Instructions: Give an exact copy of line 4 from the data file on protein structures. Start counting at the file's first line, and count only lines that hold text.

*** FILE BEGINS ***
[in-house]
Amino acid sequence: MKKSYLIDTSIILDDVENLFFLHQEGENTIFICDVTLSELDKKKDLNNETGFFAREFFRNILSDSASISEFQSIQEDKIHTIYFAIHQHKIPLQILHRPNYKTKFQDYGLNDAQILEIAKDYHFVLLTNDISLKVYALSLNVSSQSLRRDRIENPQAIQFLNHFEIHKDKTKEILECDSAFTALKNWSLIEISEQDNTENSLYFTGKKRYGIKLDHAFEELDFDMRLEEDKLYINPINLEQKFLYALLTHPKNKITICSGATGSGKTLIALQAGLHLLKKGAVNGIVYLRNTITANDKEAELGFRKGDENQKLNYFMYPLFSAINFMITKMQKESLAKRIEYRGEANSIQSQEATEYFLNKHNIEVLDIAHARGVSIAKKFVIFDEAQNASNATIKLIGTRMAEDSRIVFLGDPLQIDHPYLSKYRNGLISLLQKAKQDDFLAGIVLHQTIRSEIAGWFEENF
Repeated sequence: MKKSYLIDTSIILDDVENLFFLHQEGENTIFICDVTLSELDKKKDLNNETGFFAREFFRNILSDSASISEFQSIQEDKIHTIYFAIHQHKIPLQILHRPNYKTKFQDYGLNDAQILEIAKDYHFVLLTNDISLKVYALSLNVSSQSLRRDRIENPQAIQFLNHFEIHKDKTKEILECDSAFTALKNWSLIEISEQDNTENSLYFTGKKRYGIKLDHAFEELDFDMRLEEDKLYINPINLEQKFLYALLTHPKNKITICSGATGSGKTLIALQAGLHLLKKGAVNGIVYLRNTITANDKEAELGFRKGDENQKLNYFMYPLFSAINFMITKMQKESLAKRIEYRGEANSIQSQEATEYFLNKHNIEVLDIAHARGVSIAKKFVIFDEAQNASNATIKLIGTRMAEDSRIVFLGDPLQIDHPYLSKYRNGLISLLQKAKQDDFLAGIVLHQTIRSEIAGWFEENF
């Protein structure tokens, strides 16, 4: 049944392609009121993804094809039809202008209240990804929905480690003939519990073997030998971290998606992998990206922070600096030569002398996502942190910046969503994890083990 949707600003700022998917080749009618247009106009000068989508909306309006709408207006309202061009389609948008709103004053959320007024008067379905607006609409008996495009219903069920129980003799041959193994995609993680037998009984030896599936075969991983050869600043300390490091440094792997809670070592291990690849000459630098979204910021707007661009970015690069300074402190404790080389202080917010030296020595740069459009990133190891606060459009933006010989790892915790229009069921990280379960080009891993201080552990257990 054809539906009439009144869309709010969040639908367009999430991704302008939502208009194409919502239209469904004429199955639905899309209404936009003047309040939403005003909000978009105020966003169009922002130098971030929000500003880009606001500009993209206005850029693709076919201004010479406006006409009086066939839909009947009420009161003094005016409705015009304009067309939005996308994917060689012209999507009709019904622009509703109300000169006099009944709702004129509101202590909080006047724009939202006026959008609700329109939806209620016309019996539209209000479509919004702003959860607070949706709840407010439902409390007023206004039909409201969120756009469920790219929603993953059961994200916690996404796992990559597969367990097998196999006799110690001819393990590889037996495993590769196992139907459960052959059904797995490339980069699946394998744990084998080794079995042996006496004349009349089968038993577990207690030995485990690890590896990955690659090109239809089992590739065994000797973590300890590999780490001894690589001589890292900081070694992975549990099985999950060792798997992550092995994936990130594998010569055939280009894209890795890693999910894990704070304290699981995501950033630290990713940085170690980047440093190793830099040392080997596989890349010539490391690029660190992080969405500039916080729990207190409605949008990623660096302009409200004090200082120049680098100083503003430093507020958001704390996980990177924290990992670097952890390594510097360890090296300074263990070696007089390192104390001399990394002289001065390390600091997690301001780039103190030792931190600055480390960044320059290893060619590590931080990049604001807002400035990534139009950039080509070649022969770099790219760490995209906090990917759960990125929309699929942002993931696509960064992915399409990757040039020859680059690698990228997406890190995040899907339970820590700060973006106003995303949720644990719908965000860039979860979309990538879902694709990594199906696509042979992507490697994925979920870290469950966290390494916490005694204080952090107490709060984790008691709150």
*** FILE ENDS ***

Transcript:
């Protein structure tokens, strides 16, 4: 049944392609009121993804094809039809202008209240990804929905480690003939519990073997030998971290998606992998990206922070600096030569002398996502942190910046969503994890083990 949707600003700022998917080749009618247009106009000068989508909306309006709408207006309202061009389609948008709103004053959320007024008067379905607006609409008996495009219903069920129980003799041959193994995609993680037998009984030896599936075969991983050869600043300390490091440094792997809670070592291990690849000459630098979204910021707007661009970015690069300074402190404790080389202080917010030296020595740069459009990133190891606060459009933006010989790892915790229009069921990280379960080009891993201080552990257990 054809539906009439009144869309709010969040639908367009999430991704302008939502208009194409919502239209469904004429199955639905899309209404936009003047309040939403005003909000978009105020966003169009922002130098971030929000500003880009606001500009993209206005850029693709076919201004010479406006006409009086066939839909009947009420009161003094005016409705015009304009067309939005996308994917060689012209999507009709019904622009509703109300000169006099009944709702004129509101202590909080006047724009939202006026959008609700329109939806209620016309019996539209209000479509919004702003959860607070949706709840407010439902409390007023206004039909409201969120756009469920790219929603993953059961994200916690996404796992990559597969367990097998196999006799110690001819393990590889037996495993590769196992139907459960052959059904797995490339980069699946394998744990084998080794079995042996006496004349009349089968038993577990207690030995485990690890590896990955690659090109239809089992590739065994000797973590300890590999780490001894690589001589890292900081070694992975549990099985999950060792798997992550092995994936990130594998010569055939280009894209890795890693999910894990704070304290699981995501950033630290990713940085170690980047440093190793830099040392080997596989890349010539490391690029660190992080969405500039916080729990207190409605949008990623660096302009409200004090200082120049680098100083503003430093507020958001704390996980990177924290990992670097952890390594510097360890090296300074263990070696007089390192104390001399990394002289001065390390600091997690301001780039103190030792931190600055480390960044320059290893060619590590931080990049604001807002400035990534139009950039080509070649022969770099790219760490995209906090990917759960990125929309699929942002993931696509960064992915399409990757040039020859680059690698990228997406890190995040899907339970820590700060973006106003995303949720644990719908965000860039979860979309990538879902694709990594199906696509042979992507490697994925979920870290469950966290390494916490005694204080952090107490709060984790008691709150």